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Who Wins This Case? Lawyers

Firms that had once shunned criminal work now see white-collar defense as a potential growth business.

May 19, 2006|Molly Selvin | Times Staff Writer

Daniel M. Petrocelli and his Century City law firm probably won't be fully compensated for their work defending Jeffrey K. Skilling, as the former Enron Corp. chief executive appears to have exhausted his defense fund.

But the payoff down the road could be well worth it, even if Skilling is convicted.

The decision to defend Skilling is seen as a business move by Petrocelli and his firm, O'Melveny & Myers, to burnish their reputation and expertise in white-collar criminal defense.

White-shoe firms like O'Melveny that had once shunned criminal work as distasteful have come to see defending alleged corporate wrongdoers as a potential growth business. Enron's collapse, other corporate scandals and passage of the Sarbanes-Oxley law tightening corporate accounting rules have fueled much of this growth.

"Law firms are finding that criminal law practice is lucrative," said Charles Weisselberg of UC Berkeley's Boalt Hall School of Law.

Said Bryant Garth, dean of Southwestern Law School: "Firms are competing really aggressively to get the bet-the-company or bet-your-career cases."

White-collar defense is one element behind booming revenues at law firm giants. Revenues at the seven top-grossing U.S. law firms last year exceeded $1 billion, according to American Lawyer magazine. New York-based Skadden, Arps, Slate, Meagher & Flom headed the list with a record $1.6 billion. O'Melveny ranked 15th with gross revenue of $808 million.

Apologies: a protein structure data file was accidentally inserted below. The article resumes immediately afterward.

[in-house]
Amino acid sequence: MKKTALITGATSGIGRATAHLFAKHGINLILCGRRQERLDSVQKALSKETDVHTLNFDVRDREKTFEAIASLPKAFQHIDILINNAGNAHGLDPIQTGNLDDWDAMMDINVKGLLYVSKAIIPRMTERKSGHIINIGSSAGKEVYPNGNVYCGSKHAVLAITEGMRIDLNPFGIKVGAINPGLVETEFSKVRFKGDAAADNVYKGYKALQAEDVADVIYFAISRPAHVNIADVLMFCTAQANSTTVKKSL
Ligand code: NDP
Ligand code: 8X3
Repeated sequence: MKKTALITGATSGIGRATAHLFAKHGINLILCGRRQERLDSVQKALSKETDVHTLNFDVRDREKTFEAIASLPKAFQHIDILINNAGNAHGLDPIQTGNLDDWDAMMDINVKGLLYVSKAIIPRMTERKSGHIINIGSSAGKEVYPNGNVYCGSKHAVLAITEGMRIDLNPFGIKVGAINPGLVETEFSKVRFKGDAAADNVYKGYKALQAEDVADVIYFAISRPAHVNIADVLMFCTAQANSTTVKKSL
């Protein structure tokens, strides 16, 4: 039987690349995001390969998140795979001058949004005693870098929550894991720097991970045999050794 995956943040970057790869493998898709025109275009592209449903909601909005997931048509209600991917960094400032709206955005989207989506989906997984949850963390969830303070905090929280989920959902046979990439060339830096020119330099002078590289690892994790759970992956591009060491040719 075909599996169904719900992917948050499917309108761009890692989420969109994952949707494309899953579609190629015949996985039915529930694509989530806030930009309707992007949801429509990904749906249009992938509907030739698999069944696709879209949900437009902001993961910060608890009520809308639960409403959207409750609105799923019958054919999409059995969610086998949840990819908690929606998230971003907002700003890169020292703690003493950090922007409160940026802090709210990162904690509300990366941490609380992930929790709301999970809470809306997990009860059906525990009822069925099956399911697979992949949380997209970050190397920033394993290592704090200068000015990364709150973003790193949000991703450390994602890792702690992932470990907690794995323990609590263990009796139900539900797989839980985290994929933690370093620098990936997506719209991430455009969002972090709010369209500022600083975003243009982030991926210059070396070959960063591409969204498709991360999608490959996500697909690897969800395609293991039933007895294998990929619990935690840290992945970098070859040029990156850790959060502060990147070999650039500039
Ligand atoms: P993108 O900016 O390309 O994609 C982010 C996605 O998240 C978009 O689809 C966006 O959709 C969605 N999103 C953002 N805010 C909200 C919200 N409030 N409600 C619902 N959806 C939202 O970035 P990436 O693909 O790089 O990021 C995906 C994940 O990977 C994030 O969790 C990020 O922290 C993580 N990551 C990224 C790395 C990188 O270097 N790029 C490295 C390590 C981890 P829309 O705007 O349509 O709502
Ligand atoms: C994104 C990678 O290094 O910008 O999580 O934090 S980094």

To sustain that cash flow, top-drawer firms fiercely compete for Fortune 100 clients. That competitive pressure means the decision to take on a corporation or executive in trouble may mean weighing a near-term loss of fees against the possibility of future work from that client or other corporations, legal experts say.

After a 3 1/2 -month trial -- on top of years of preparation -- Skilling probably has blown through the $23 million he set aside for his defense before the government froze about $55 million of his assets. The former Enron executive, charged with 28 counts of conspiracy, fraud and insider trading tied to Enron's collapse, acknowledged in trial testimony that he owed quite a bit more -- millions, according to a source in his defense camp.

Even with full payment in doubt, O'Melveny has fielded a deep bench in Houston for Skilling's defense. Petrocelli is one of at least four firm attorneys who have been in the courtroom throughout the trial. They have been backed up by a team of attorneys, jury consultants, experts and support staff laboring on the 25th floor of Bank of America Center in downtown Houston.

Their rabbit warren of offices and cubicles is cluttered with carts stacked high with documents. Whiteboards on the walls are covered with notations, many apparently relating to the fall of Enron.